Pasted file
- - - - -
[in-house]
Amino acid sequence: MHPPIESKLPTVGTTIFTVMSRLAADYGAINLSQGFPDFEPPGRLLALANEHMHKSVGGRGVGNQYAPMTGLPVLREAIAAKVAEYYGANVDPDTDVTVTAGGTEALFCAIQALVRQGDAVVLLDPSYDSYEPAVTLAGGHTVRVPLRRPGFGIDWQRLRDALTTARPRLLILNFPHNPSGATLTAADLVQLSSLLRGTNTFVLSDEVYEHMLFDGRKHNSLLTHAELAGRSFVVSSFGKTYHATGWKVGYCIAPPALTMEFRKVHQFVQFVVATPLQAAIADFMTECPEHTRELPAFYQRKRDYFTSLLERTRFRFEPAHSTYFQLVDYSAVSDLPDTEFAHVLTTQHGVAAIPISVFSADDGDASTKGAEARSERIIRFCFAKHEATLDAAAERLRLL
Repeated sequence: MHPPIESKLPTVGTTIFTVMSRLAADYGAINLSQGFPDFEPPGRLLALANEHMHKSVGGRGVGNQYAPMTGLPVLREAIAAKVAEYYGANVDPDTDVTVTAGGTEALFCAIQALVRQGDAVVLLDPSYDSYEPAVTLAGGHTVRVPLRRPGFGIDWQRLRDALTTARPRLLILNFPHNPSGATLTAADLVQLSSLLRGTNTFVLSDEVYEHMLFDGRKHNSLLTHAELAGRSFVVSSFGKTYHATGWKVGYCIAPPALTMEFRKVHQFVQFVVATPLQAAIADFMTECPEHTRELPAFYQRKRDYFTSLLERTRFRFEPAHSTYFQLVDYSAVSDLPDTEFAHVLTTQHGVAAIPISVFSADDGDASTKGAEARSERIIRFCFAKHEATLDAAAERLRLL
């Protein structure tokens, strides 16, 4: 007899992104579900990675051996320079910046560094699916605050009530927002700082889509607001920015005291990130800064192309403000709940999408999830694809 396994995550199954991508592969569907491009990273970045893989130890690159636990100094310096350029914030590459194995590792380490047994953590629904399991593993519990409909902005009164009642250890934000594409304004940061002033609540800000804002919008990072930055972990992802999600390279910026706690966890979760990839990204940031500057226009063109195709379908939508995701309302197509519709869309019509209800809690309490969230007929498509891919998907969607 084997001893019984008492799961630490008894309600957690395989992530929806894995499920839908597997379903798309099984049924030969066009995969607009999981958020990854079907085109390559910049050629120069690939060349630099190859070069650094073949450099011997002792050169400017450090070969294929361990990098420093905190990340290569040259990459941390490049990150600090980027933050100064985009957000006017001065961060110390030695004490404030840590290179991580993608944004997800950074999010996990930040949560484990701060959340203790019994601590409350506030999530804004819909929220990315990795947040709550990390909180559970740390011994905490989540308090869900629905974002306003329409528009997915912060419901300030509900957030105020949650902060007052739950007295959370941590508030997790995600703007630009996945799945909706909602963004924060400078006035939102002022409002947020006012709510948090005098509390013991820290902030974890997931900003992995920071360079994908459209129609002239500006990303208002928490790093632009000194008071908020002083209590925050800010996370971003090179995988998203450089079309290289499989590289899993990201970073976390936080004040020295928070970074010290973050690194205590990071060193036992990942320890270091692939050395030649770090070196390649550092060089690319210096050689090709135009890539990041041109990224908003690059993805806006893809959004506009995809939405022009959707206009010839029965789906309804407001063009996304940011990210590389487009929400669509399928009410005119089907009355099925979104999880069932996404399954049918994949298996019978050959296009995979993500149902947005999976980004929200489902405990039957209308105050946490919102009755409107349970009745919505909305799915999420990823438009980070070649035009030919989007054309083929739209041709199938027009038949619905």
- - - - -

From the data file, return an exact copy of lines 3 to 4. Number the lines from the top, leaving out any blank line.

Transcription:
Repeated sequence: MHPPIESKLPTVGTTIFTVMSRLAADYGAINLSQGFPDFEPPGRLLALANEHMHKSVGGRGVGNQYAPMTGLPVLREAIAAKVAEYYGANVDPDTDVTVTAGGTEALFCAIQALVRQGDAVVLLDPSYDSYEPAVTLAGGHTVRVPLRRPGFGIDWQRLRDALTTARPRLLILNFPHNPSGATLTAADLVQLSSLLRGTNTFVLSDEVYEHMLFDGRKHNSLLTHAELAGRSFVVSSFGKTYHATGWKVGYCIAPPALTMEFRKVHQFVQFVVATPLQAAIADFMTECPEHTRELPAFYQRKRDYFTSLLERTRFRFEPAHSTYFQLVDYSAVSDLPDTEFAHVLTTQHGVAAIPISVFSADDGDASTKGAEARSERIIRFCFAKHEATLDAAAERLRLL
């Protein structure tokens, strides 16, 4: 007899992104579900990675051996320079910046560094699916605050009530927002700082889509607001920015005291990130800064192309403000709940999408999830694809 396994995550199954991508592969569907491009990273970045893989130890690159636990100094310096350029914030590459194995590792380490047994953590629904399991593993519990409909902005009164009642250890934000594409304004940061002033609540800000804002919008990072930055972990992802999600390279910026706690966890979760990839990204940031500057226009063109195709379908939508995701309302197509519709869309019509209800809690309490969230007929498509891919998907969607 084997001893019984008492799961630490008894309600957690395989992530929806894995499920839908597997379903798309099984049924030969066009995969607009999981958020990854079907085109390559910049050629120069690939060349630099190859070069650094073949450099011997002792050169400017450090070969294929361990990098420093905190990340290569040259990459941390490049990150600090980027933050100064985009957000006017001065961060110390030695004490404030840590290179991580993608944004997800950074999010996990930040949560484990701060959340203790019994601590409350506030999530804004819909929220990315990795947040709550990390909180559970740390011994905490989540308090869900629905974002306003329409528009997915912060419901300030509900957030105020949650902060007052739950007295959370941590508030997790995600703007630009996945799945909706909602963004924060400078006035939102002022409002947020006012709510948090005098509390013991820290902030974890997931900003992995920071360079994908459209129609002239500006990303208002928490790093632009000194008071908020002083209590925050800010996370971003090179995988998203450089079309290289499989590289899993990201970073976390936080004040020295928070970074010290973050690194205590990071060193036992990942320890270091692939050395030649770090070196390649550092060089690319210096050689090709135009890539990041041109990224908003690059993805806006893809959004506009995809939405022009959707206009010839029965789906309804407001063009996304940011990210590389487009929400669509399928009410005119089907009355099925979104999880069932996404399954049918994949298996019978050959296009995979993500149902947005999976980004929200489902405990039957209308105050946490919102009755409107349970009745919505909305799915999420990823438009980070070649035009030919989007054309083929739209041709199938027009038949619905």